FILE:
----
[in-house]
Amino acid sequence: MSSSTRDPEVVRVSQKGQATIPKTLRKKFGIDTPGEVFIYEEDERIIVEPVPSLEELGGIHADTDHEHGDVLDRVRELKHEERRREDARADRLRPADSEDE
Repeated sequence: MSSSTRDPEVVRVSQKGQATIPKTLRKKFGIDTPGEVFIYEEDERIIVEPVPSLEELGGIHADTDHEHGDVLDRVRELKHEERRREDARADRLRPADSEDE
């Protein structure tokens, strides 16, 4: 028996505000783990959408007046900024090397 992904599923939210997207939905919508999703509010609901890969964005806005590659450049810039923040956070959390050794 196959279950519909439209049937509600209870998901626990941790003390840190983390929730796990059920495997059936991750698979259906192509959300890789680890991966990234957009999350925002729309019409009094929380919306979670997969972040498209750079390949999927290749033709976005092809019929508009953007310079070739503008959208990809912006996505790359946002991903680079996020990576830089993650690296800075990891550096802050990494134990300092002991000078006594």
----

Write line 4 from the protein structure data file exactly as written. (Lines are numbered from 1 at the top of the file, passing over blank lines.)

């Protein structure tokens, strides 16, 4: 028996505000783990959408007046900024090397 992904599923939210997207939905919508999703509010609901890969964005806005590659450049810039923040956070959390050794 196959279950519909439209049937509600209870998901626990941790003390840190983390929730796990059920495997059936991750698979259906192509959300890789680890991966990234957009999350925002729309019409009094929380919306979670997969972040498209750079390949999927290749033709976005092809019929508009953007310079070739503008959208990809912006996505790359946002991903680079996020990576830089993650690296800075990891550096802050990494134990300092002991000078006594």